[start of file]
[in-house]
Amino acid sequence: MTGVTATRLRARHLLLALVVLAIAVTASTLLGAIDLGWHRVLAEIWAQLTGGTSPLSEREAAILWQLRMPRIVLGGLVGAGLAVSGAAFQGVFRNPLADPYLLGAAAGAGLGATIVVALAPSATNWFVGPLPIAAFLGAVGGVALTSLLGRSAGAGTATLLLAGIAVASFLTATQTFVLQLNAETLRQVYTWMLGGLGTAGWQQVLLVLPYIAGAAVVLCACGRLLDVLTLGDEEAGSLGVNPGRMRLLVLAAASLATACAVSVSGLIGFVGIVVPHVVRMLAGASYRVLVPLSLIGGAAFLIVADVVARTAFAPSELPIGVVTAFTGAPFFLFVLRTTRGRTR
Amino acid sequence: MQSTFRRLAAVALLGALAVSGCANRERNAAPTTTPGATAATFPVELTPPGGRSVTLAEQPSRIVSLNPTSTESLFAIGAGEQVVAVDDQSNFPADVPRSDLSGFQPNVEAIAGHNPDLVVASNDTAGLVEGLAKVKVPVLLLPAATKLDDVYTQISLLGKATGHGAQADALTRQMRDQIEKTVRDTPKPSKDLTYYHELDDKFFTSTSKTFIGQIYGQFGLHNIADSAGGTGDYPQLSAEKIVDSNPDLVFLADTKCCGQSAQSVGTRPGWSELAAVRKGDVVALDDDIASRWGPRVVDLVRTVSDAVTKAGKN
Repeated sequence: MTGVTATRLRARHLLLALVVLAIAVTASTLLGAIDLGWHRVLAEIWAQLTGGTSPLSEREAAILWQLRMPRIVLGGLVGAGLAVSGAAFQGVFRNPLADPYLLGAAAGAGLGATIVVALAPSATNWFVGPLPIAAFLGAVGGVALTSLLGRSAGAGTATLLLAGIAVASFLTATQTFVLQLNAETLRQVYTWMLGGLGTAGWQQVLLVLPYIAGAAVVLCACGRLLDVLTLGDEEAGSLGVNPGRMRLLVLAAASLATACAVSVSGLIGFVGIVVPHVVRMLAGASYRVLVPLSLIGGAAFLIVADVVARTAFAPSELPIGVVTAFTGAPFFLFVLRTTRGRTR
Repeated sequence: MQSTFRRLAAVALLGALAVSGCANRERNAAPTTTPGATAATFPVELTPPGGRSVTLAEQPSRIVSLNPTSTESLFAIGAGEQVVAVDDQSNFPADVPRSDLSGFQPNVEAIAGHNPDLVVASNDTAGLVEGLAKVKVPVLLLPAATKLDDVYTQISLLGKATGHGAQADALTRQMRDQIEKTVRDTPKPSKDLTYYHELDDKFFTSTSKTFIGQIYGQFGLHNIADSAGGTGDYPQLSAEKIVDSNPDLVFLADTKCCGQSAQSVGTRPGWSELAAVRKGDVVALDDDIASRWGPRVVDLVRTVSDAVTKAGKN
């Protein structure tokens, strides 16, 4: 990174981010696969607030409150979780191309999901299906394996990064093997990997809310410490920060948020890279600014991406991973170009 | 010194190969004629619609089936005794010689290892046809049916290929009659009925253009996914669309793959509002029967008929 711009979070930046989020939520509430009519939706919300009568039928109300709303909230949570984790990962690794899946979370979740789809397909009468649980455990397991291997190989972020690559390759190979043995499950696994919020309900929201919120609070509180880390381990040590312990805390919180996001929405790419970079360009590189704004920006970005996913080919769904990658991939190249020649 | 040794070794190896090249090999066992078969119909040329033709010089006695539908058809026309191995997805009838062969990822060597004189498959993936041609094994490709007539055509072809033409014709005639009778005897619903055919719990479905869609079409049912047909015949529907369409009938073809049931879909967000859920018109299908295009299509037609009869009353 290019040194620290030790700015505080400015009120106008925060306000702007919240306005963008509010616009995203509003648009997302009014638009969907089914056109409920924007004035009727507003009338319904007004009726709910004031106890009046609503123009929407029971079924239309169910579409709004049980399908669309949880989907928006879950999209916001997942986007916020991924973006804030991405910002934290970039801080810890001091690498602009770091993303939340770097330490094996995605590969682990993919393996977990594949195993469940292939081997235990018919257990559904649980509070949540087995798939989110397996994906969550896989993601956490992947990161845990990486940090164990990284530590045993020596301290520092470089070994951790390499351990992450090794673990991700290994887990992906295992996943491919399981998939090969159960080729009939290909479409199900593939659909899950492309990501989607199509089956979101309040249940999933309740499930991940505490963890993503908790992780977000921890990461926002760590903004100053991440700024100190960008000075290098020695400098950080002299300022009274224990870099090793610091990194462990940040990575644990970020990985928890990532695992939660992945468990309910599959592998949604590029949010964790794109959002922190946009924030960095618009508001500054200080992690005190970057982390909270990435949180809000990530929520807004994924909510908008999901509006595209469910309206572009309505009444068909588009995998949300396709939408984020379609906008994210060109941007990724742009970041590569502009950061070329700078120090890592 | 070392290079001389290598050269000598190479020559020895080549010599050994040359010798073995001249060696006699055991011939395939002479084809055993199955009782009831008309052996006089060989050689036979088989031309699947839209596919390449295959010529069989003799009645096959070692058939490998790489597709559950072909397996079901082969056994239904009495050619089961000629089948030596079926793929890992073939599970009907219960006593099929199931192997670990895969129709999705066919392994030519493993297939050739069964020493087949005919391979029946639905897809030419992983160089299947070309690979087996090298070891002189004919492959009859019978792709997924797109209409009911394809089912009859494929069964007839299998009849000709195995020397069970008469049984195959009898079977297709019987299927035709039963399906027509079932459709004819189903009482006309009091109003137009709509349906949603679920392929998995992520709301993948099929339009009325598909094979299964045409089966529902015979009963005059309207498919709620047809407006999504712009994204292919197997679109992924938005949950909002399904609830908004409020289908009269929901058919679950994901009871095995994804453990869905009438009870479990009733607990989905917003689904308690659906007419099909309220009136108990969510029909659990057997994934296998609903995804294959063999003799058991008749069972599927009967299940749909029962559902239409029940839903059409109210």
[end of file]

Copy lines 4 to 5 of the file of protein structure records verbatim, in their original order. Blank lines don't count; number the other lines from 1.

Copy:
Repeated sequence: MTGVTATRLRARHLLLALVVLAIAVTASTLLGAIDLGWHRVLAEIWAQLTGGTSPLSEREAAILWQLRMPRIVLGGLVGAGLAVSGAAFQGVFRNPLADPYLLGAAAGAGLGATIVVALAPSATNWFVGPLPIAAFLGAVGGVALTSLLGRSAGAGTATLLLAGIAVASFLTATQTFVLQLNAETLRQVYTWMLGGLGTAGWQQVLLVLPYIAGAAVVLCACGRLLDVLTLGDEEAGSLGVNPGRMRLLVLAAASLATACAVSVSGLIGFVGIVVPHVVRMLAGASYRVLVPLSLIGGAAFLIVADVVARTAFAPSELPIGVVTAFTGAPFFLFVLRTTRGRTR
Repeated sequence: MQSTFRRLAAVALLGALAVSGCANRERNAAPTTTPGATAATFPVELTPPGGRSVTLAEQPSRIVSLNPTSTESLFAIGAGEQVVAVDDQSNFPADVPRSDLSGFQPNVEAIAGHNPDLVVASNDTAGLVEGLAKVKVPVLLLPAATKLDDVYTQISLLGKATGHGAQADALTRQMRDQIEKTVRDTPKPSKDLTYYHELDDKFFTSTSKTFIGQIYGQFGLHNIADSAGGTGDYPQLSAEKIVDSNPDLVFLADTKCCGQSAQSVGTRPGWSELAAVRKGDVVALDDDIASRWGPRVVDLVRTVSDAVTKAGKN